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Immunology and Infection

Screening Peptides that Activate MRGPRX2 using Engineered HEK Cells

Published: November 6th, 2021



1Department of Chemical and Materials Engineering, Donadeo Innovation Centre for Engineering, University of Alberta, 2School of Life Science and Engineering, Southwest Jiaotong University

Techniques for generating a library of short peptides that can activate mast cells via the MRGPRX2 receptor are described. Associated techniques are easy, inexpensive, and can be extended to other cell receptors.

Identifying ligands specific to therapeutically significant cell receptors is crucial for many applications, including the design and development of new therapeutics. Mas related G-protein receptor-X2 (MRGPRX2) is an important receptor that regulates mast cell activation and, thus, directs the general immune response. Numerous ligands for MRGPRX2 have been identified and include endogenous peptides like PAMPs, defensins, LL-37 and other protein fragments (i.e., degraded albumin). Further identification of MRGPRX2 specific ligands requires the screening of a large number of peptides (i.e., peptide library); however, mast cells are difficult and expensive to maintain in vitro and, therefore, not economical to use for screening large numbers of molecules. The present paper demonstrates a method to design, develop, and screen a library of small peptide molecules using MRGPRX2 expressing HEK cells. This cell line is relatively easy and inexpensive to maintain and can be used for in vitro high-throughput analysis. A calcium sensitive Fura-2 fluorescent dye to mark intracellular calcium flux upon activation was used to monitor the activation. The ratio of fluorescence intensity of Fura-2 at 510 nm against excitation wavelengths of 340 and 380 nm was used to calculate calcium concentration. The peptide library used to verify this system was based on the endogenous proadrenomedullin N-terminal 12 (PAMP-12) secretagogue, which is known to bind MRGPRX2 with high specificity and affinity. Subsequent peptides were generated through amino acid truncation and alanine scanning techniques applied to PAMP-12. The method described here is simple and inexpensive yet robust for screening a large library of compounds to identify binding domains and other important parameters that play an important role in receptor activation.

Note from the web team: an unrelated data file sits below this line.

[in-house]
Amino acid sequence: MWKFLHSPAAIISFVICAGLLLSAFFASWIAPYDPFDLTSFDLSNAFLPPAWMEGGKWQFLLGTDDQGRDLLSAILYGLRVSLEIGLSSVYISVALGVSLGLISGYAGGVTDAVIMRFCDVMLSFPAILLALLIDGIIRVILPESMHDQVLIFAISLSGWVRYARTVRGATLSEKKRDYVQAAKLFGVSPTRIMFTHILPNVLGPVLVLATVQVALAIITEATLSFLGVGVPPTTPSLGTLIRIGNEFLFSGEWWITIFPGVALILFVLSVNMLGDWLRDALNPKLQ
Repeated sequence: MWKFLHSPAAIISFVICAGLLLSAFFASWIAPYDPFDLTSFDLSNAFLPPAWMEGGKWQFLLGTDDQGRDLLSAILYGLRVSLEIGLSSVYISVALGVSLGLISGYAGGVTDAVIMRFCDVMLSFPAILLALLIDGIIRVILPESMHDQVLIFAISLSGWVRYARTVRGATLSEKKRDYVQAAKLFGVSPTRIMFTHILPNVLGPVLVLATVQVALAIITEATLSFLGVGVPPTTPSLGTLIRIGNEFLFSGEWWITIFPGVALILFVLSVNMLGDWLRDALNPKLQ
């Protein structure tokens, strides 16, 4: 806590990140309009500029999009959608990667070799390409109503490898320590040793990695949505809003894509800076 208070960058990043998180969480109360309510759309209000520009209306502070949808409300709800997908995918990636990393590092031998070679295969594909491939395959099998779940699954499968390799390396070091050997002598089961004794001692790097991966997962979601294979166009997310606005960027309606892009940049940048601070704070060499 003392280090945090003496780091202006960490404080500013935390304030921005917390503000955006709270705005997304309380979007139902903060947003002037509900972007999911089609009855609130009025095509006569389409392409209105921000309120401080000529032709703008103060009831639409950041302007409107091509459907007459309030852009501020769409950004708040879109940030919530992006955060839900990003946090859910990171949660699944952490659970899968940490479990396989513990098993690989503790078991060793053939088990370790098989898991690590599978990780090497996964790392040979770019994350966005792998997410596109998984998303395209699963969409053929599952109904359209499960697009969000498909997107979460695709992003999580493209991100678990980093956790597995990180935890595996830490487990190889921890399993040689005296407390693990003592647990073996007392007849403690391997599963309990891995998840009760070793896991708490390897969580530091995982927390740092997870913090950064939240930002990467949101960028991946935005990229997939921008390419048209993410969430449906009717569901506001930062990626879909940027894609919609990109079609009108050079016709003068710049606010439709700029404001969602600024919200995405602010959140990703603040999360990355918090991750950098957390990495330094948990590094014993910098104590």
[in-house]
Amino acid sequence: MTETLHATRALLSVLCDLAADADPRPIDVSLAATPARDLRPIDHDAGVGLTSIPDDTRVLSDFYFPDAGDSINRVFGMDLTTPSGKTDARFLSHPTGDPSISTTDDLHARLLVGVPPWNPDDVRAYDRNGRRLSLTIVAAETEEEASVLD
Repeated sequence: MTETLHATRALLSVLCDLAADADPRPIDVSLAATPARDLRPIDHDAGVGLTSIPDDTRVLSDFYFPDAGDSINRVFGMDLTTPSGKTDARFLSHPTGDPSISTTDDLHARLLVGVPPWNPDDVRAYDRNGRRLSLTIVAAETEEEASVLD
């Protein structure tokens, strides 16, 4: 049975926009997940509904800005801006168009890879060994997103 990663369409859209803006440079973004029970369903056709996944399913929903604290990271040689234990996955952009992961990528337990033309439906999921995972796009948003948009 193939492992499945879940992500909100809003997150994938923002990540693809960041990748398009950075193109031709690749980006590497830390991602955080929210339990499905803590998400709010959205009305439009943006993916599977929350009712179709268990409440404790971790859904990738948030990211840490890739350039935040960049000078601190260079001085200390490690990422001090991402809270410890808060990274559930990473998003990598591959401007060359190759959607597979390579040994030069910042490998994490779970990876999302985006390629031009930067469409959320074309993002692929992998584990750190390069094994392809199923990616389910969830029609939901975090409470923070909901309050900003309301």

Mast cells are an integral part of the immune system and play a crucial role in both innate and adaptive immune responses. Mast cells are primarily activated either by the binding of an antigen to the immunoglobulin E (IgE) - FcεRI receptor complex, or by the recently discovered mas related G-protein receptor-X2 (MRGPRX2)1. MRGPRX2 activation has been linked to several immune and inflammatory diseases, and hence, it is important to understand the binding mechanism of the receptor to its ligands2. To do so, a library of small peptide molecules was developed and screened against MRGPRX2 receptors that were overexpress....

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1. Design and development of peptide library

  1. To identify the ligands of the mast cell MRGPRX2 receptor based on a known ligand i.e., PAMP-1213, follow the steps below.
    1. Generate N-truncated peptide library by truncating the N-terminal amino acid residues of the ligand, in succession, by solid-phase peptide synthesis (SPPS).
    2. Generate C-truncated peptide library by truncating the C-terminal amino acid residues of the known ligand, in succession, by .......

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Table 1 contains the peptide sequences generated through terminal amino acid truncation and alanine scanning. As shown in Table 1, peptide sequence RKKWNKWALSR lacks N-terminal phenylalanine (F) with respect to its parent PAMP-12 and hence is a representative peptide in N-truncated library. Similarly, in FRKKWNKWALS, PAMP-12 C-terminal serine has been removed, representing a C-truncated peptide library derived from PAMP-12. In N+C-truncated peptide library, amino acid from both N and C-t.......

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Calcium signaling is central to mast cell degranulation and has been widely used in the study of receptor-ligand interactions, ligand identification, and drug discovery14. MRGPRX2 is a recently discovered mast cell receptor that has been found to play a key role in many inflammatory diseases like itch, asthma, and atopic dermatitis, among others2. Furthermore, several approved drugs have been shown to elicit an inflammatory response through the MRGPRX2 receptor

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